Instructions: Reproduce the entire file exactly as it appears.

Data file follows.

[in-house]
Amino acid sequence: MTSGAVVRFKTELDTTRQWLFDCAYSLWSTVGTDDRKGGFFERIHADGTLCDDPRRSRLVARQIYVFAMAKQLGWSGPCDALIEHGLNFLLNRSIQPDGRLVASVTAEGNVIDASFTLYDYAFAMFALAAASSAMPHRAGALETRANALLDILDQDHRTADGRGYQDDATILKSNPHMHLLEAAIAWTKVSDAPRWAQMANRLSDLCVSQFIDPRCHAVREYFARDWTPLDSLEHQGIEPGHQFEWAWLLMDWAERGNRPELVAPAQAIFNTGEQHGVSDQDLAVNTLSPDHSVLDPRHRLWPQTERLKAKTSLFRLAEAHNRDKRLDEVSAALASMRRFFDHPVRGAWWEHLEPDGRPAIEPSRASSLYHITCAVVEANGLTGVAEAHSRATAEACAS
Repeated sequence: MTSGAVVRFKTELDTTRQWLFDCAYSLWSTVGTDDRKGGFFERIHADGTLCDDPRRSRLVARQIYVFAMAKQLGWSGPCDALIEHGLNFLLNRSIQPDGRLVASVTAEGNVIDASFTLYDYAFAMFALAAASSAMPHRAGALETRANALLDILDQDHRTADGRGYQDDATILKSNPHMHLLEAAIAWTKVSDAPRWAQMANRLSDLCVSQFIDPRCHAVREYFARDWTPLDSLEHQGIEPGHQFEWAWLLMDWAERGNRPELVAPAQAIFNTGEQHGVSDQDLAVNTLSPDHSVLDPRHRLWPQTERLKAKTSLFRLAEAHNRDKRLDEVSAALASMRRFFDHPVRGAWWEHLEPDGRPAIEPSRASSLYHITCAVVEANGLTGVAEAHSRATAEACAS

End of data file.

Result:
[in-house]
Amino acid sequence: MTSGAVVRFKTELDTTRQWLFDCAYSLWSTVGTDDRKGGFFERIHADGTLCDDPRRSRLVARQIYVFAMAKQLGWSGPCDALIEHGLNFLLNRSIQPDGRLVASVTAEGNVIDASFTLYDYAFAMFALAAASSAMPHRAGALETRANALLDILDQDHRTADGRGYQDDATILKSNPHMHLLEAAIAWTKVSDAPRWAQMANRLSDLCVSQFIDPRCHAVREYFARDWTPLDSLEHQGIEPGHQFEWAWLLMDWAERGNRPELVAPAQAIFNTGEQHGVSDQDLAVNTLSPDHSVLDPRHRLWPQTERLKAKTSLFRLAEAHNRDKRLDEVSAALASMRRFFDHPVRGAWWEHLEPDGRPAIEPSRASSLYHITCAVVEANGLTGVAEAHSRATAEACAS
Repeated sequence: MTSGAVVRFKTELDTTRQWLFDCAYSLWSTVGTDDRKGGFFERIHADGTLCDDPRRSRLVARQIYVFAMAKQLGWSGPCDALIEHGLNFLLNRSIQPDGRLVASVTAEGNVIDASFTLYDYAFAMFALAAASSAMPHRAGALETRANALLDILDQDHRTADGRGYQDDATILKSNPHMHLLEAAIAWTKVSDAPRWAQMANRLSDLCVSQFIDPRCHAVREYFARDWTPLDSLEHQGIEPGHQFEWAWLLMDWAERGNRPELVAPAQAIFNTGEQHGVSDQDLAVNTLSPDHSVLDPRHRLWPQTERLKAKTSLFRLAEAHNRDKRLDEVSAALASMRRFFDHPVRGAWWEHLEPDGRPAIEPSRASSLYHITCAVVEANGLTGVAEAHSRATAEACAS